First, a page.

Herman ring

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The Julia set of the cubic rational function eitz2(z−4)/(1−4z) with t=.6151732... chosen so that the rotation number is (√5−1)/2, which has a Herman ring (shaded).

In the mathematical discipline known as complex dynamics, the Herman ring is a Fatou component.[1] where the rational function is conformally conjugate to an irrational rotation of the standard annulus.

Formal definition[edit]

Namely if ƒ possesses a Herman ring U with period p, then there exists a conformal mapping

\phi:U\rightarrow\{\zeta:0<r<|\zeta|<1\}

and an irrational number \theta, such that

\phi\circ f^{\circ p}\circ\phi^{-1}(\zeta)=e^{2\pi i\theta}\zeta.

So the dynamics on the Herman ring is simple.

Name[edit]

It was introduced by, and later named after, Michael Herman (1979) who first found and constructed this type of Fatou component.

Function[edit]

  • Polynomials do not have Herman rings.
  • Rational functions can have Herman rings
  • Transcendental entire maps do not have them[2]

Examples[edit]

Here is an example of a rational function which possesses a Herman ring.[1]

f(z) = \frac{e^{2 \pi i \tau} z^2(z - 4)}{1 - 4z}

where \tau=0.6151732\dots such that the rotation number of ƒ on the unit circle is (\sqrt{5}-1)/2.

The picture shown on the right is the Julia set of ƒ: the curves in the white annulus are the orbits of some points under the iterations of ƒ while the dashed line denotes the unit circle.

There is an example of rational function that possesses a Herman ring, and some periodic parabolic Fatou components at the same time.

A rational function f_{t,a,b}(z)=e^{2\pi it}z^3\,\frac{1-\overline{a}z}{z-a}\,\frac{1-\overline{b}z}{z-b} that possesses a Herman ring and some periodic parabolic Fatou components, where t=0.6141866\dots,\,a=1/4,\,b=0.0405353-0.0255082i such that the rotation number of f_{t,a,b} on the unit circle is (\sqrt{5}-1)/2. The image has been rotated.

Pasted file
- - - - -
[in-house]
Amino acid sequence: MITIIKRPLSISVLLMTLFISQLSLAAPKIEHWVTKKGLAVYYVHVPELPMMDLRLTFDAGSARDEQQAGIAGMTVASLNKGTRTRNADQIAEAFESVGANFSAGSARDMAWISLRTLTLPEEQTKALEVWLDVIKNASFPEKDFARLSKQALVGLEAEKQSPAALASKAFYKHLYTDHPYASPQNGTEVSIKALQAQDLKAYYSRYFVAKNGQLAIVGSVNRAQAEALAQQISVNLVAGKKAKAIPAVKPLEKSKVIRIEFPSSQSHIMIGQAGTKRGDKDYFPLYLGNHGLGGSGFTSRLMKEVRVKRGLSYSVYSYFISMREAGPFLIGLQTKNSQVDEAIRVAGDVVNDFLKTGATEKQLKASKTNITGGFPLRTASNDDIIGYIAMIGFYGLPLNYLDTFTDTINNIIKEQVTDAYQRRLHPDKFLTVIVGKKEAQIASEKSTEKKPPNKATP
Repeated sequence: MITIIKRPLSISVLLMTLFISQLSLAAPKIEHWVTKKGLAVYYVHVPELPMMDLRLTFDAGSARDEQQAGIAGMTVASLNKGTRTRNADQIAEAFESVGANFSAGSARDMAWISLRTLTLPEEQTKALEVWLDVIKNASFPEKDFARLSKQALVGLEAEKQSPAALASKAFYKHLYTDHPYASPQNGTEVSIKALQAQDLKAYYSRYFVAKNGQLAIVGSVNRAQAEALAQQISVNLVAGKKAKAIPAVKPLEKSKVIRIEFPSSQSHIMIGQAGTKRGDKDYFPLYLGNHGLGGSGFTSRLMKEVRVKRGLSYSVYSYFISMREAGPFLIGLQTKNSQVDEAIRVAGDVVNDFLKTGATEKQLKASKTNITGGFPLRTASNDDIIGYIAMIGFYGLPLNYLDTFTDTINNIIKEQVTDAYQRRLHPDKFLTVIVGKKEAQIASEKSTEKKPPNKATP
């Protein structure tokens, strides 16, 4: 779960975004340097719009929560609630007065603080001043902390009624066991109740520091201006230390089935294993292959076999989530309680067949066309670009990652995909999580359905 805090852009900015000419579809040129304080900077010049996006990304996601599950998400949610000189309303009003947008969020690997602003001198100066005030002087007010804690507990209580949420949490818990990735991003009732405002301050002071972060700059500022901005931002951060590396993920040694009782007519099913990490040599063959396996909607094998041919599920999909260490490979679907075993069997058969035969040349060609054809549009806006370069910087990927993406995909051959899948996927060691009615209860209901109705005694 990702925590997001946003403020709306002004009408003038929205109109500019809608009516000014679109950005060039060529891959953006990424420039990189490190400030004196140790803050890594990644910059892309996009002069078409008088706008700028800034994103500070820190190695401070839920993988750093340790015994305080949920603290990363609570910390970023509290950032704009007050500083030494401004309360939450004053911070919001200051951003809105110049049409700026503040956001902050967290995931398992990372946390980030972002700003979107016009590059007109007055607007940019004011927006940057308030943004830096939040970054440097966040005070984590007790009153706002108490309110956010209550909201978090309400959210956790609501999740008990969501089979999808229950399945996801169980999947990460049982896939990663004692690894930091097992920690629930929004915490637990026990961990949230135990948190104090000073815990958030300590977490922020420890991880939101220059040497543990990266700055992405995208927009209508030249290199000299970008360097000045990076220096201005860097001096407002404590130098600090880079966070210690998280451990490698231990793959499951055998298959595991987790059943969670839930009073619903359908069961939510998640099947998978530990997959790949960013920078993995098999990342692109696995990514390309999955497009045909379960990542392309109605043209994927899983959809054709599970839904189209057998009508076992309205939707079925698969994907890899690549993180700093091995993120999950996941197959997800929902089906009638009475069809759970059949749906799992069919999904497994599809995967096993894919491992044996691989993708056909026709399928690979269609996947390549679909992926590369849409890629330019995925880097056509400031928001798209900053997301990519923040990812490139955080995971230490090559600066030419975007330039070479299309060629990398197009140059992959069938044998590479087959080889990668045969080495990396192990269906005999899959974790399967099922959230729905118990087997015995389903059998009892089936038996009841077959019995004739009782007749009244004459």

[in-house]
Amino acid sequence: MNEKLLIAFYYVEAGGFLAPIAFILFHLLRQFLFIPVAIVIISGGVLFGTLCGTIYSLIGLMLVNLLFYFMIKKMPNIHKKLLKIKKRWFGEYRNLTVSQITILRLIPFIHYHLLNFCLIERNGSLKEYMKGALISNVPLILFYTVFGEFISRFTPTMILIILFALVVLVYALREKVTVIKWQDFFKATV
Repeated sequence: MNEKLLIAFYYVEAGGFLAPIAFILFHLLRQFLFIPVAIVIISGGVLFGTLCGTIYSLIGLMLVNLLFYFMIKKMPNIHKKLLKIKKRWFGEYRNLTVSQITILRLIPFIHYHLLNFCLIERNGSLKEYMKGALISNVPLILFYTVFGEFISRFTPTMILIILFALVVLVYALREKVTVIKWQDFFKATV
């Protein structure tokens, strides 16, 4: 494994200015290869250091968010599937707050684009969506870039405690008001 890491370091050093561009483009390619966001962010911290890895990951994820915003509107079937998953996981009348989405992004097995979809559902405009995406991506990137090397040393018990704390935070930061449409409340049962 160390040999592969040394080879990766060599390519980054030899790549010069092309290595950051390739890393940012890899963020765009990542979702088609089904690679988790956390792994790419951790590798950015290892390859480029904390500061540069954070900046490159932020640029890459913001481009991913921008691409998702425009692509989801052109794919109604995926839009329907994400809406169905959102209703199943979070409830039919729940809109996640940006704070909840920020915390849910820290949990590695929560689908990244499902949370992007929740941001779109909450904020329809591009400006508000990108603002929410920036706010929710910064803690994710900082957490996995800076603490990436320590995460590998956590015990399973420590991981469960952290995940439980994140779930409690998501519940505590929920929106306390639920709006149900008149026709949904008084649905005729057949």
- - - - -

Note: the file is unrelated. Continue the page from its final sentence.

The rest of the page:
Further, there is a rational function which possesses a Herman ring with period 2.

A rational function possesses Herman rings with period 2

Here the expression of this rational function is

 g_{a,b,c}(z) = \frac{z^2(z-a)}{z-b} + c, \,

where


\begin{align}
a & = 0.17021425+0.12612303i, \\
b & = 0.17115266+0.12592514i, \\
c & = 1.18521775+0.16885254i.
\end{align}

This example was constructed by quasiconformal surgery[3] from the quadratic polynomial

h(z)=z^2 - 1 - \frac{e^{\sqrt{5}\pi i}}{4}

which possesses a Siegel disk with period 2. The parameters abc are calculated by trial and error.

Letting


\begin{align}
a & = 0.14285933+0.06404502i, \\
b & = 0.14362386+0.06461542i,\text{ and} \\
c & = 0.18242894+0.81957139i,
\end{align}

then the period of one of the Herman ring of ga,b,c is 3.

Shishikura also given an example:[4] a rational function which possesses a Herman ring with period 2, but the parameters showed above are different from his.

So there is a question: How to find the formulas of the rational functions which possess Herman rings with higher period?

According to the result of Shishikura, if a rational function ƒ possesses a Herman ring, then the degree of ƒ is at least 3. There also exist meromorphic functions that possess Herman rings.

References[edit]

  1. ^ a b John Milnor, Dynamics in one complex variable: Third Edition, Annals of Mathematics Studies, 160, Princeton Univ. Press, Princeton, NJ, 2006.
  2. ^ Omitted Values and Herman rings by Tarakanta Nayak
  3. ^ Mitsuhiro Shishikura, On the quasiconformal surgery of rational functions. Ann. Sci. Ecole Norm. Sup. (4) 20 (1987), no. 1, 1–29.
  4. ^ Mitsuhiro Shishikura, Surgery of complex analytic dynamical systems, in "Dynamical Systems and Nonlinear Oscillations", Ed. by Giko Ikegami, World Scientic Advanced Series in Dynamical Systems, 1, World Scientic, 1986, 93–105.